bup-memtest - test bup memory usage statistics
bup memtest [options...]
bup memtest opens the list of pack indexes in your bup repository, then
searches the list for a series of nonexistent objects, printing memory
usage statistics after each cycle.
Because of the way Unix systems work, the output will usually show a
large (and unchanging) value in the VmSize column, because mapping the
index files in the first place takes a certain amount of virtual
address space. However, this virtual memory usage is entirely virtual;
it doesn’t take any of your RAM. Over time, bup uses parts of the
indexes, which need to be loaded from disk, and this is what causes an
increase in the VmRSS column.
set the number of objects to search for during each cycle (ie.
before printing a line of output)
set the number of cycles (ie. the number of lines of output
after the first). The first line of output is always 0 (ie.
the baseline before searching for any objects).
ignore any .midx files created by bup midx. This allows you to
compare memory performance with and without using midx.
$ bup memtest -n300 -c5
PackIdxList: using 1 index.
VmSize VmRSS VmData VmStk
0 20824 kB 4528 kB 1980 kB 84 kB
300 20828 kB 5828 kB 1984 kB 84 kB
600 20828 kB 6844 kB 1984 kB 84 kB
900 20828 kB 7836 kB 1984 kB 84 kB
1200 20828 kB 8736 kB 1984 kB 84 kB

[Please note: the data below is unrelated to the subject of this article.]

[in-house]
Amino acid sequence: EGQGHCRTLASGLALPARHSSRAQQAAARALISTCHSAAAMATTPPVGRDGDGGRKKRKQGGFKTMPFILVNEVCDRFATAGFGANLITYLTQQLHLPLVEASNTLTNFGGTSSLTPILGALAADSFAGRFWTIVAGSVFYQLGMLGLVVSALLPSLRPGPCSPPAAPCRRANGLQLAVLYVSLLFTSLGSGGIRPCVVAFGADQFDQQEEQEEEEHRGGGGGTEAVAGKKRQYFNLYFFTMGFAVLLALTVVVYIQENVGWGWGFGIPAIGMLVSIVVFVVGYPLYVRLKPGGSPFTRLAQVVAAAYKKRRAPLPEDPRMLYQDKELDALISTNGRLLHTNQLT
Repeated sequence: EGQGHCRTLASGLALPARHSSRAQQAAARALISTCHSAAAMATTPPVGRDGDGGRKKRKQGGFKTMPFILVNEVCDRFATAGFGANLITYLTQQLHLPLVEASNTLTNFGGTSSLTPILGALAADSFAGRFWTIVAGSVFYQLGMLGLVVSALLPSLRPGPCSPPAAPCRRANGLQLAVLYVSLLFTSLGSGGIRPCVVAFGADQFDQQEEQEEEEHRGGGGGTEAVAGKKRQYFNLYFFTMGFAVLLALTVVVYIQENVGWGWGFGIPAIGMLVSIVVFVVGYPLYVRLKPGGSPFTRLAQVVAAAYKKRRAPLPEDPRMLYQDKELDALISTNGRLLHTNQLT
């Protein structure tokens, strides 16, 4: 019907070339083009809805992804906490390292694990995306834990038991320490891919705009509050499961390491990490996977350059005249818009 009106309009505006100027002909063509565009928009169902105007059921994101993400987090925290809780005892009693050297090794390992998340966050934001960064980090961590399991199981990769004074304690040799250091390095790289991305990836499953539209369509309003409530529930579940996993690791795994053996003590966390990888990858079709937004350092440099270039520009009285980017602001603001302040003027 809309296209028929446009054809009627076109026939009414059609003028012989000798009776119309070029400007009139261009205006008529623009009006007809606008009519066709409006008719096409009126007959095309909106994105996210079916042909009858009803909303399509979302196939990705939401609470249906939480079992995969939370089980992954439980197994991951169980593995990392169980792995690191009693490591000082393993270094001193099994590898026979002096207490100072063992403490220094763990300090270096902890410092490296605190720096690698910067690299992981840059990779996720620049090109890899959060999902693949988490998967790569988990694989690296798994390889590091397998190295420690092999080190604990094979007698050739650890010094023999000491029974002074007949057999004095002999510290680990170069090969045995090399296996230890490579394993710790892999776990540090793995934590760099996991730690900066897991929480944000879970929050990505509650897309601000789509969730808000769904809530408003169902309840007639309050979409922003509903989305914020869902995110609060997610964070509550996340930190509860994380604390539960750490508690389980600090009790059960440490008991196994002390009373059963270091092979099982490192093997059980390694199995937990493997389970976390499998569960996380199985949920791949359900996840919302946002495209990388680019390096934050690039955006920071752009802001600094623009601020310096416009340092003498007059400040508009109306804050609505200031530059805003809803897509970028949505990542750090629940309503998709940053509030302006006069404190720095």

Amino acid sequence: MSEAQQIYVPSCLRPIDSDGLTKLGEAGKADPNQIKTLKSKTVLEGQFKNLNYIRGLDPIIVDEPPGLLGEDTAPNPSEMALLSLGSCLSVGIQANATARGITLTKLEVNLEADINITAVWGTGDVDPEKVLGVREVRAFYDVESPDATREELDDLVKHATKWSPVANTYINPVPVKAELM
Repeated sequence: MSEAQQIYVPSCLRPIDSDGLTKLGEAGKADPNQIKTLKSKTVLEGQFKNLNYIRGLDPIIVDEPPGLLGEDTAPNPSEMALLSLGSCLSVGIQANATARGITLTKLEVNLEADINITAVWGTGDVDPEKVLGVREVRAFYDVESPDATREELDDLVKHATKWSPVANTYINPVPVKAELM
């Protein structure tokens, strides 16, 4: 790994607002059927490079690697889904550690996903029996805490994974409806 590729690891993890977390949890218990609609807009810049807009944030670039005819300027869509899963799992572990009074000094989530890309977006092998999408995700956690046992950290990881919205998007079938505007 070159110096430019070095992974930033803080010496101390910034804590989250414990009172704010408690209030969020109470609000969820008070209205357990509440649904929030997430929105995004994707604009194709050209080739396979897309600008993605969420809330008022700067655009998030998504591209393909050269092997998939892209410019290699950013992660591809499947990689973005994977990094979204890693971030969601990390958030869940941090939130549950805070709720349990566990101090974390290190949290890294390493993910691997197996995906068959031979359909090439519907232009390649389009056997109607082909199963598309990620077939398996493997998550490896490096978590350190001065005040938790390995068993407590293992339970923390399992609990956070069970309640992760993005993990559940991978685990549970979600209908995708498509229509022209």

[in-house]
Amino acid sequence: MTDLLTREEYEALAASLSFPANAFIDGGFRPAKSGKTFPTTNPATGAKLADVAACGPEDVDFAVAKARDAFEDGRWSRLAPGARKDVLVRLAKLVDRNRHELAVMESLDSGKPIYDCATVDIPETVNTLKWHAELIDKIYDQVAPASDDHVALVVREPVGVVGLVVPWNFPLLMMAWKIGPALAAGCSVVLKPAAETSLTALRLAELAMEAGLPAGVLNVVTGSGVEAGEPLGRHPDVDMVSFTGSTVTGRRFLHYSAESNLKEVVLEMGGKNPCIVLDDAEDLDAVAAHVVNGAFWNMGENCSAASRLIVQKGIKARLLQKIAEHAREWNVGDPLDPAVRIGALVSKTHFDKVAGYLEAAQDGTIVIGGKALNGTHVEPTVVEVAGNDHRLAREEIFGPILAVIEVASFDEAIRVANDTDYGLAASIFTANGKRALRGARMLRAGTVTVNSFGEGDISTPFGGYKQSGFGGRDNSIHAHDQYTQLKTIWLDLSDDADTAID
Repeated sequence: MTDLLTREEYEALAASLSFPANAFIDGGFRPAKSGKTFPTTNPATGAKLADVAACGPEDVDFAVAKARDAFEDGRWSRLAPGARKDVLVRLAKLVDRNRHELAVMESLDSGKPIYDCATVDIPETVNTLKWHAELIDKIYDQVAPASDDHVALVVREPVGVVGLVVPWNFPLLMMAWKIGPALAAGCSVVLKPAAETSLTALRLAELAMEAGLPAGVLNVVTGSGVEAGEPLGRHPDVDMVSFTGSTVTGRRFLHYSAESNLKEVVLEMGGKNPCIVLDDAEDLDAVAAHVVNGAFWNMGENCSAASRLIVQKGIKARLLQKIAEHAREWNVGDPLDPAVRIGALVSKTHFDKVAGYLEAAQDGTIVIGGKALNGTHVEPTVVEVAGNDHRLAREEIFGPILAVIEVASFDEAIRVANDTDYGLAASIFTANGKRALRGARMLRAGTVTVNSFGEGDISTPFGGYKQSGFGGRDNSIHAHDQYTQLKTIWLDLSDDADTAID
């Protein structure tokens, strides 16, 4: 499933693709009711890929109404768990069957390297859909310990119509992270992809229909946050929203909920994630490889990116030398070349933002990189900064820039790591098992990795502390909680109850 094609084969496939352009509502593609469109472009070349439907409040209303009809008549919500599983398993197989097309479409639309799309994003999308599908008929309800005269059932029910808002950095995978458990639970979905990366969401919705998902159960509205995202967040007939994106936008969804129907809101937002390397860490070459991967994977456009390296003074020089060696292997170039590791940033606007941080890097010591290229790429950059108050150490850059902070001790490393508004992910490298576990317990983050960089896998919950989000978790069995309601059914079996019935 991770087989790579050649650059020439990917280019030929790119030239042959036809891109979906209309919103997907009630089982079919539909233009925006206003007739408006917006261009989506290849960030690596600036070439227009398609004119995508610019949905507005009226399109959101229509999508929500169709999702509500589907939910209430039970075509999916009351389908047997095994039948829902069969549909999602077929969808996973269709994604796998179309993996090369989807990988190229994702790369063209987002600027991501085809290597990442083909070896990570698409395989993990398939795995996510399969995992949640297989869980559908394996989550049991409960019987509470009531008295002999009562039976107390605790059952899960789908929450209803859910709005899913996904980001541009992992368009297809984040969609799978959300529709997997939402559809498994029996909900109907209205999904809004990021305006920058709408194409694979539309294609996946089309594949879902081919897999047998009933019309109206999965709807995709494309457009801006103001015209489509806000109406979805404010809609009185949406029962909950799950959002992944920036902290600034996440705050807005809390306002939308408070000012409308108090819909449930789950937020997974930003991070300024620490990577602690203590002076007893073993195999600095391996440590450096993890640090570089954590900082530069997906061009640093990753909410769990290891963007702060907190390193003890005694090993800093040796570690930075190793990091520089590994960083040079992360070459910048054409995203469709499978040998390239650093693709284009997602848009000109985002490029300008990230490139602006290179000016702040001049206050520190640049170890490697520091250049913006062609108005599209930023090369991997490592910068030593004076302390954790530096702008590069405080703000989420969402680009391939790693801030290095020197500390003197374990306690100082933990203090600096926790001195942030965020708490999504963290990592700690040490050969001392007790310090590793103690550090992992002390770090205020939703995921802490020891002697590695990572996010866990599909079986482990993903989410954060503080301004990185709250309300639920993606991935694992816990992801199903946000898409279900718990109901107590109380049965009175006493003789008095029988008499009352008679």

1500 20828 kB 9452 kB 1984 kB 84 kB
$ bup memtest -n300 -c5 --ignore-midx
PackIdxList: using 361 indexes.
VmSize VmRSS VmData VmStk
0 27444 kB 6552 kB 2516 kB 84 kB
300 27448 kB 15832 kB 2520 kB 84 kB
600 27448 kB 17220 kB 2520 kB 84 kB
900 27448 kB 18012 kB 2520 kB 84 kB
1200 27448 kB 18388 kB 2520 kB 84 kB
1500 27448 kB 18556 kB 2520 kB 84 kB
When optimizing bup indexing, the first goal is to keep the VmRSS
reasonably low. However, it might eventually be necessary to swap in
all the indexes, simply because you’re searching for a lot of objects,
and this will cause your RSS to grow as large as VmSize eventually.
The key word here is eventually. As long as VmRSS grows reasonably
slowly, the amount of disk activity caused by accessing pack indexes is
reasonably small. If it grows quickly, bup will probably spend most of
its time swapping index data from disk instead of actually running your
backup, so backups will run very slowly.
The purpose of bup memtest is to give you an idea of how fast your
memory usage is growing, and to help in optimizing bup for better
memory use. If you have memory problems you might be asked to send the
output of bup memtest to help diagnose the problems.
Tip: try using bup midx -a or bup midx -f to see if it helps reduce
your memory usage.
Trivia: index memory usage in bup (or git) is only really a problem
when adding a large number of previously unseen objects. This is
because for each object, we need to absolutely confirm that it isn’t
already in the database, which requires us to search through all the
existing pack indexes to ensure that none of them contain the object in
question. In the more obvious case of searching for objects that do
exist, the objects being searched for are typically related in some
way, which means they probably all exist in a small number of
packfiles, so memory usage will be constrained to just those packfile
Since git users typically don’t add a lot of files in a single run, git
doesn’t really need a program like bup midx. bup, on the other hand,
spends most of its time backing up files it hasn’t seen before, so its
memory usage patterns are different.
Part of the bup(1) suite.
Avery Pennarun <firstname.lastname@example.org>.